In a nutshell, Deviants are a new type of monster in MH Gen that are a lot more dangerous than their normal counterparts. They behave differently and tend to have unique physical features compared to their base species. They’re so dangerous, hunters actually need to obtain special permits to hunt them!

There are a total of twelve Deviant Monsters in the game, so we had a lot of work to do. But, before we could start brainstorming, we had to come up with a naming convention. Given the special conditions required to hunt Deviant Monsters, we needed to think of names that would distinguish them from other Sub- or Rare Species. This distinction was already established in the Japanese names, since all Sub- and Rare Species in the series are called just that: 亜種 [ a-shu ] and 希少種 [ ki-shou-shu ] are appended to the monster names, so the Japanese is literally “Rathalos Subspecies” or “Rathian Rare Species,” for example. The Japanese Deviant names give each monster a unique prefix, differentiating them from the names of other species. But, as it happens, giving monsters unique monikers was already our convention for localizing Sub- and Rare Species names in previous titles—they’re generally named by color or by some other characteristic. For instance, the Rathalos Subspecies and Rathian Rare Species mentioned above were localized as Azure Rathalos and Pink Rathian. So, we had to think of another way to name Deviants that would set them apart from the rest.

When we translated the Japanese Deviant names literally, they were already pretty unique, but many were too long and easily went over the character limits we had to work with. We started experimenting with authoritative titles and ranks, such as in nobility and military, to emphasize their superiority over other species. This seemed to work well at first, but after a while the monster names started to sound too human. We ended up scrapping this idea after a round of proposals and went back to the drawing board. We eventually decided to use a compound word, either existing or of our own creation, before each monster name to classify it as a Deviant. Though they came out a little longer than the title/rank-inspired names, this convention worked better because we were able to keep a lot of the original meaning from the Japanese names, and they were much more unique. Here are the names of the first six:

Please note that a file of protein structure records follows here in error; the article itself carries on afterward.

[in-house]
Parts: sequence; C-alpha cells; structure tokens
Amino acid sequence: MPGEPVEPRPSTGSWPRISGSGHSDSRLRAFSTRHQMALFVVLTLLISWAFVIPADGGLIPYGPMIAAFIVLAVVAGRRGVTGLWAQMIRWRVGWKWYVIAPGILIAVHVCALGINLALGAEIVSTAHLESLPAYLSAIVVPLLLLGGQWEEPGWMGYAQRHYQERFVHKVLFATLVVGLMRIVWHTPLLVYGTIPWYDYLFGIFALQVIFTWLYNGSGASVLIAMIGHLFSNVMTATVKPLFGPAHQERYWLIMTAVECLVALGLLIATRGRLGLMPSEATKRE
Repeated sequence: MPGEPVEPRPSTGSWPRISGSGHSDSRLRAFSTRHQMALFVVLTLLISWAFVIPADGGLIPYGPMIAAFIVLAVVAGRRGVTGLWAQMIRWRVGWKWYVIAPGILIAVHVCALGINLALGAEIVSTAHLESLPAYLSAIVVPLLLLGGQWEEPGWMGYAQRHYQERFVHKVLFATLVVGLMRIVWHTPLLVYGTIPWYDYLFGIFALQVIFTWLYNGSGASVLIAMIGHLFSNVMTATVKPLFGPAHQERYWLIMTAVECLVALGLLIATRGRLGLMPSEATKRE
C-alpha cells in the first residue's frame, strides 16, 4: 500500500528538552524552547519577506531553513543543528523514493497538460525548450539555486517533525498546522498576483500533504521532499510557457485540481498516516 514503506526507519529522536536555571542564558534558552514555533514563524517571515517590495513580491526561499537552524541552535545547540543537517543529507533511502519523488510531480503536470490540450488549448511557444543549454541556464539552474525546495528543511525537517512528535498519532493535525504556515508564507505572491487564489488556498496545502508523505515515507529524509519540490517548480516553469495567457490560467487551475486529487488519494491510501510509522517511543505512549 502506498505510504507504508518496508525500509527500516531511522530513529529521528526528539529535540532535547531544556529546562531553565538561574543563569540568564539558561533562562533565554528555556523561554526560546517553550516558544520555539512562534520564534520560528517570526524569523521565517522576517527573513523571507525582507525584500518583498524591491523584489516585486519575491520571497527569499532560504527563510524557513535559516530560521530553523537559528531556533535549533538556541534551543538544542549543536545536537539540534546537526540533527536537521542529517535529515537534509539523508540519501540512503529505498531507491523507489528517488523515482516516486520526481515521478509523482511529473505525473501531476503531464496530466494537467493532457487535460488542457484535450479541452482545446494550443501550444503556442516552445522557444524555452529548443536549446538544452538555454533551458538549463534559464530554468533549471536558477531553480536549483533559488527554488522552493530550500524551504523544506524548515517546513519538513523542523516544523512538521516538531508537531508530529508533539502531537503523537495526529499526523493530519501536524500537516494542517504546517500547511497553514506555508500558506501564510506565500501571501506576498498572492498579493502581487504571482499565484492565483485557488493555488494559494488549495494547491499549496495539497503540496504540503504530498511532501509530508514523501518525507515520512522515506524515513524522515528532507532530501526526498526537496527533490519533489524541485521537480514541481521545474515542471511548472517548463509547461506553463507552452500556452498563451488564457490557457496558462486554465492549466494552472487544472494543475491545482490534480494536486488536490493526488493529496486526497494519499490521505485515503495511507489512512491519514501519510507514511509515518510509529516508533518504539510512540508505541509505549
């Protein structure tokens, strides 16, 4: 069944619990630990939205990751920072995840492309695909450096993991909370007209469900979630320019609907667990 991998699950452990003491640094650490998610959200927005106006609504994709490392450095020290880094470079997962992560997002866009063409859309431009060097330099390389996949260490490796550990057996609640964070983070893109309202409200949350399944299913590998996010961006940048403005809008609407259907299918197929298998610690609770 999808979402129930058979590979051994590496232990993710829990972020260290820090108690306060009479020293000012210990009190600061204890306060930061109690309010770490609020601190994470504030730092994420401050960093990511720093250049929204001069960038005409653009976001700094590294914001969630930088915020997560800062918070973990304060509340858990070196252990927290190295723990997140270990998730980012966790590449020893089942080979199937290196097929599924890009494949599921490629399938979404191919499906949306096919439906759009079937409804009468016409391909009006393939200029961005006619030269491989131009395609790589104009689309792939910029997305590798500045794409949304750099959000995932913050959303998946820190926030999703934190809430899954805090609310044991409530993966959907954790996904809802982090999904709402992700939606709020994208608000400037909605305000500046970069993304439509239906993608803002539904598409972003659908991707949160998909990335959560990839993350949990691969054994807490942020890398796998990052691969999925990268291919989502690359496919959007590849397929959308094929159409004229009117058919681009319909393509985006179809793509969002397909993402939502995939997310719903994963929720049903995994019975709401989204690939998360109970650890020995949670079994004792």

Crystalbeard Uragaan

The original name, å®çº [ takara-matoi ], translates to “treasure-clad.” It has crystal-like minerals protruding from various parts of its body, but we felt the crystals on its chin to be more prominent, so we focused the name on that. Other proposals included Crystaljaw, Gemjaw, and Gembeard. We decided against any –jaw version, because it was too similar to “glass jaw” and made it sound vulnerable.

Deadeye Yian Garuga

We first thought of going with a direct translation of 隻眼 [ seki-gan ] and call it One-eyed Yian Garuga, but we wanted to emphasize that this monster was not born as such, but had lost an eye in a past battle. Another idea was Scarface Yian Garuga, but we scrapped it to avoid the association with the movie.